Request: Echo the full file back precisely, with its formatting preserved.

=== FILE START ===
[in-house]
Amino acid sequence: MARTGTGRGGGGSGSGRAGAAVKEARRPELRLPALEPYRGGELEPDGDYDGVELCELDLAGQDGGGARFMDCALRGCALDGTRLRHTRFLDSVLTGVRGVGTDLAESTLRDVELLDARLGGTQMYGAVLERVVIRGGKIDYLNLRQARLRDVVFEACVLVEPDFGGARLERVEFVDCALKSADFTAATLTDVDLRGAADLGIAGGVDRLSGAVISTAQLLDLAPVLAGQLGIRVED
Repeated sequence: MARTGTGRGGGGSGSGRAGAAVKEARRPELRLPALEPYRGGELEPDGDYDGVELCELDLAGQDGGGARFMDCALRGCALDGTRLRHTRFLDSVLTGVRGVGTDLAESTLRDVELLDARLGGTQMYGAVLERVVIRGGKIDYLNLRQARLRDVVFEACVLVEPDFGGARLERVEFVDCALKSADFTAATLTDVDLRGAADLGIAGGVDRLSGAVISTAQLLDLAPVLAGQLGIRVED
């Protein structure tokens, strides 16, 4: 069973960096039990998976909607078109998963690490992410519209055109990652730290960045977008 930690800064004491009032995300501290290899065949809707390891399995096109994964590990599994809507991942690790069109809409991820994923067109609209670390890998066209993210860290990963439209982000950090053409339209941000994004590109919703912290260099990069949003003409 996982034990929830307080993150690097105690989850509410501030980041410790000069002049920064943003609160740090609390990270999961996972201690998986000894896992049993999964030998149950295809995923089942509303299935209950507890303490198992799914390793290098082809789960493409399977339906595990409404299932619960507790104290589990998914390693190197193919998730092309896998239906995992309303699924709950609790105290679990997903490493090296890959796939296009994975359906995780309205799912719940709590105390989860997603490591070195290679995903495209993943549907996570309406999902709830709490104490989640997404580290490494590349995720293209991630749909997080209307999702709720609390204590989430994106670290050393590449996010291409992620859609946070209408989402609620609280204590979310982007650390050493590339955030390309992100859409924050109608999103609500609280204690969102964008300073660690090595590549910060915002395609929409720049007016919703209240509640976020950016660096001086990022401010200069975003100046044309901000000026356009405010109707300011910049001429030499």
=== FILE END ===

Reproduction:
[in-house]
Amino acid sequence: MARTGTGRGGGGSGSGRAGAAVKEARRPELRLPALEPYRGGELEPDGDYDGVELCELDLAGQDGGGARFMDCALRGCALDGTRLRHTRFLDSVLTGVRGVGTDLAESTLRDVELLDARLGGTQMYGAVLERVVIRGGKIDYLNLRQARLRDVVFEACVLVEPDFGGARLERVEFVDCALKSADFTAATLTDVDLRGAADLGIAGGVDRLSGAVISTAQLLDLAPVLAGQLGIRVED
Repeated sequence: MARTGTGRGGGGSGSGRAGAAVKEARRPELRLPALEPYRGGELEPDGDYDGVELCELDLAGQDGGGARFMDCALRGCALDGTRLRHTRFLDSVLTGVRGVGTDLAESTLRDVELLDARLGGTQMYGAVLERVVIRGGKIDYLNLRQARLRDVVFEACVLVEPDFGGARLERVEFVDCALKSADFTAATLTDVDLRGAADLGIAGGVDRLSGAVISTAQLLDLAPVLAGQLGIRVED
């Protein structure tokens, strides 16, 4: 069973960096039990998976909607078109998963690490992410519209055109990652730290960045977008 930690800064004491009032995300501290290899065949809707390891399995096109994964590990599994809507991942690790069109809409991820994923067109609209670390890998066209993210860290990963439209982000950090053409339209941000994004590109919703912290260099990069949003003409 996982034990929830307080993150690097105690989850509410501030980041410790000069002049920064943003609160740090609390990270999961996972201690998986000894896992049993999964030998149950295809995923089942509303299935209950507890303490198992799914390793290098082809789960493409399977339906595990409404299932619960507790104290589990998914390693190197193919998730092309896998239906995992309303699924709950609790105290679990997903490493090296890959796939296009994975359906995780309205799912719940709590105390989860997603490591070195290679995903495209993943549907996570309406999902709830709490104490989640997404580290490494590349995720293209991630749909997080209307999702709720609390204590989430994106670290050393590449996010291409992620859609946070209408989402609620609280204590979310982007650390050493590339955030390309992100859409924050109608999103609500609280204690969102964008300073660690090595590549910060915002395609929409720049007016919703209240509640976020950016660096001086990022401010200069975003100046044309901000000026356009405010109707300011910049001429030499």